But fear not, as I have a very special interview for you. I can't reveal the name of the mysterious interviewer because otherwise everyone will want to be interviewed by her/him, but suffice it to say that I am deeply honoured. So, grab a coffee and a chocolate brownie and settle down for the Big Publication Day Crabbit Interview.
Mysterious Interviewer: So, Nicola, if this book is based on the blog, presumably all you had to do was to copy and paste the best posts. Easy, yah?
MI: Well, relatively easy?
MI: Well, at least easier than if you'd been starting from scratch?
MI: OK, so it was a difficult book to write. I think we've established that. Perhaps you could tell us about the differences between blog and book?
NM: Well, you can find things in the book, for a start. This blog is now huge and unwieldy, with maybe a million words on it, buried in posts that are in a non-logical order, with some material repeated. But in the book everything is ordered nicely and logically, with clear headings in the amazingly detailed contents list so you can find exactly what you want. You could also read it in the bath. And throw it at the wall if you don't like the truth in it. If you were to read my blog in the bath or throw it at the wall you'd do serious damage to your computer.MI: So, you're going to stop blogging now, then?
MI: Seriously? You mean it's all over?
NM: Don't be silly! Do you think I could bear to stop haranguing everyone here? Where would the fun in my life be?MI: Once people have bought the book, though, why will they need to come back to the blog?
NM: No, sorry, I was just taking a break. In fact:
MI: They are chained to the blog?
NM: Oh yes, indeedily. By invisible and unbreakable chains, which they have willingly wound around themselves because they know that being harangued is absolutely the best way to become a stronger writer. They actually do enjoy being harangued. Trust me. And besides, even though the book aims to be all-encompassing, there may still be some small elements of haranguing that I've forgotten to put in. What if they were to miss those? Their whole literary future could be in jeopardy. So, I must continue haranguing them here, because the consequences of an insufficiency of haranguing are too awful to contemplate.MI: Yes, I think I can see that.
NM (cannot now be stopped and has mad look in eyes): So, they must come back here for more haranguing and rest assured that I will be here for them always, ready with my pointy haranguing boots and my crabbititude and my well known Withering Frown of Extreme Exasperation. Also, if they don't come here, I shall harangue them on their doorsteps and in Sainsbury's and at their places of so-called work and even from the highest mountains and deepest valleys shall I harangue them until, verily, the hills and all the citadels shall ring out with the trumpets and clarions of haranguing.MI: Are you OK?
NM: Yes, I am very fine, thank you.MI: Supposing anyone wished (or dared) to come and witness some actual live haranguing, such as you might offer in an event open to the unsuspecting public, where can they avail themselves of such an opportunity?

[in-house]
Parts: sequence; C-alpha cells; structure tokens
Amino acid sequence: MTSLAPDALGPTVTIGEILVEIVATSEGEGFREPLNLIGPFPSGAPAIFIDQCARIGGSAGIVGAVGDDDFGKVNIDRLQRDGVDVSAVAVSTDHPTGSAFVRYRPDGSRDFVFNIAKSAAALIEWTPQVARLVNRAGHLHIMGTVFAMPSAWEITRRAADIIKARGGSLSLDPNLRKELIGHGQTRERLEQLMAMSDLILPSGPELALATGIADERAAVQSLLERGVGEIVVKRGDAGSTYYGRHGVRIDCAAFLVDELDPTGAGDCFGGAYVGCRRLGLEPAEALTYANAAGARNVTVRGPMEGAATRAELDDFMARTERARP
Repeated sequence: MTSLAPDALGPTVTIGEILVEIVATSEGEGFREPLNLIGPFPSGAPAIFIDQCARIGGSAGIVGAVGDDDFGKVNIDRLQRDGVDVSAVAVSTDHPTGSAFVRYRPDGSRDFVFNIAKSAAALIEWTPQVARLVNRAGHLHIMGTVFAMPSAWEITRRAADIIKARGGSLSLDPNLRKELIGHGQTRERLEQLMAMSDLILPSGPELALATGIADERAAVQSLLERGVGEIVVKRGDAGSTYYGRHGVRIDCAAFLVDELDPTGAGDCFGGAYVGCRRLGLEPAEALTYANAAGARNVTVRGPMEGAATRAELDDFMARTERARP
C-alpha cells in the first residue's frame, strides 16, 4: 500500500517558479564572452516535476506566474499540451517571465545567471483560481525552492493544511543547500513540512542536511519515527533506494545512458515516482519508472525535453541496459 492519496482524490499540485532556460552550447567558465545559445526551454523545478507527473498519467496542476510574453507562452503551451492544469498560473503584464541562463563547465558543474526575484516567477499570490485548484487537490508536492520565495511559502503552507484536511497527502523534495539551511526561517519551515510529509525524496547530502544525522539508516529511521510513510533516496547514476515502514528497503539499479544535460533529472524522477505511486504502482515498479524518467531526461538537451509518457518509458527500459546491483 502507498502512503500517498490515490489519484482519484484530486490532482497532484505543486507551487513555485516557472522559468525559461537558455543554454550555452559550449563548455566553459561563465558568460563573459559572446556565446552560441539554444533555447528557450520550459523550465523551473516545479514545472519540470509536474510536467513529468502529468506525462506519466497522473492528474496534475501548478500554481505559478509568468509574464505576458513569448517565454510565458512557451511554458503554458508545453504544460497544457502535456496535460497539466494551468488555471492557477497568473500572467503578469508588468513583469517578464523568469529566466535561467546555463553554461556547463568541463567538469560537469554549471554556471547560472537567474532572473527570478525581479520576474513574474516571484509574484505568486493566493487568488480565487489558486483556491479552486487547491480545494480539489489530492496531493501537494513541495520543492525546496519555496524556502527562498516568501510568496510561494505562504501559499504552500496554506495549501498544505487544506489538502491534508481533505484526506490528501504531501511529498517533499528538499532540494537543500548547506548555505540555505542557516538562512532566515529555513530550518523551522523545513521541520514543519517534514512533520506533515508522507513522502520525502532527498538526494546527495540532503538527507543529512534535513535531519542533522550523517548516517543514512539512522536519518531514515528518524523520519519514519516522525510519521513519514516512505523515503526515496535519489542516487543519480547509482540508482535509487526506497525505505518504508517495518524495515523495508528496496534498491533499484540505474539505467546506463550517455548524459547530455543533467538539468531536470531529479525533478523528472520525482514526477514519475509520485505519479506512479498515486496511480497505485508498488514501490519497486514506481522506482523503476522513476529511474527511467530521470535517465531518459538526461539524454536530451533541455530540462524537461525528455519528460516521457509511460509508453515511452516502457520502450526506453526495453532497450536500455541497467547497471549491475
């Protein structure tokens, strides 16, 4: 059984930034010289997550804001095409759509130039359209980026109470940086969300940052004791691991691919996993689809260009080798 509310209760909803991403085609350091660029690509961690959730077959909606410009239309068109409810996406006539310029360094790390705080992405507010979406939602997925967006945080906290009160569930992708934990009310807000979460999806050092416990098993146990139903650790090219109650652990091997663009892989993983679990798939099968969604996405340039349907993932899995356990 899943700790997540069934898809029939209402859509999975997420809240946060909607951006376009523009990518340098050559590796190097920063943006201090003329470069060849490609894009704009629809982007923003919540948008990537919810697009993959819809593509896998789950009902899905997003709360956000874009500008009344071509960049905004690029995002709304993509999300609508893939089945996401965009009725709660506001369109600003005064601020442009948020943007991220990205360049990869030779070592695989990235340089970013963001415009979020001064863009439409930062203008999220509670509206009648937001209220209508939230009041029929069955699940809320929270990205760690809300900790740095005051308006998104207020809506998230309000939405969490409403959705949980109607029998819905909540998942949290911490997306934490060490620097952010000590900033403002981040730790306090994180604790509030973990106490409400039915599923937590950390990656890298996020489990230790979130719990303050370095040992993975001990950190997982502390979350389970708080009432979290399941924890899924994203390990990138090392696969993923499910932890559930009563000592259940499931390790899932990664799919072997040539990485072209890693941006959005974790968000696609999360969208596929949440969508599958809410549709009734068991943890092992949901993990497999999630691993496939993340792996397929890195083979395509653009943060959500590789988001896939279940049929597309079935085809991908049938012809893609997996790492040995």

NM: Ah, yes. Since you ask, here is a little time-table:MI: Jolly good. But if all these events are free, does that mean you aren't being paid? (Please don't do that head-desk screaming thing again.)
- 2 June: Foyles bookshop, London, 6.30-7.30pm, FREE but ticketed. TOMORROW - HURRY, tortoises....
- 9 June: Edinburgh - private haranguing session, fully booked.
- 16 June: Blackwell's bookshop, Edinburgh, 6.30-7.30pm, FREE but ticketed. With WINE.
- 30 June: London Writers' Café panel.
- 25 August: Waterstone's bookshop, Edinburgh George St, 6.30-7.30 - booking not open yet; timing may change.
- ?? August: secret location in Edinburgh - I could tell you but then I'd have to kill you, which would defeat the object of my telling you. Details later. (About the event, not killing methods.)
- 15 October, Waterstone's Cambridge - details later.
- Elsewhere - UK tour currently in planning for autumn, once we've found a bus with a big enough fridge.
NM: No, I'm not being paid, but this is absolutely fine, for one or two reasons.MI: Tell us. Tell us both of them.
NM: First, because I feel I have failed aspiring writers: I have sweated blood for them for some years now and I regret to say that agents are telling me that my very clear advice to submit work while sober still isn't getting through. Second, I have this vague hope that if I do free events for them, they might buy the frigging book. Because if they don't, I'm stuffed, tbh.MI: You love your blog-readers, don't you?
NM: Absolutely adore them. No idea where I'd be without them.
MI: One more question. The cover of WTBP. That red stuff. We've all been wondering: blood or ink?
NM: Blood. Mine.
MI: Thank you, Nicola, for answering these piercing questions. May I suggest that you have a glass of wine or something?
NM: Thank you. I don't mind if I do. Seriously though, I'm very proud of this book and well I might be, since it was a complete and utter bugger to write. Luckily though, as you can see, I preserved my sanity and came nowhere near any kind of breakdown. I have witnesses for this.
Some big thank yous: fabulous publicity person and ace-brain, Corinne Gotch; equally fabulous assistant and wonder-brain, Becky Hearne; everyone who buys a book; and ALL of you, my lovely blog readers, without whom this blog would not have succeeded, and this book would not have been born.
One more thing. Lest I paint a falsely negative picture of my mood, I am in fact very, very proud of my new baby. It's had a wonderful reception from loads of you, including lovely Amazon reviews already, plus some trade response that's been fab, and I am very happy. Srsly.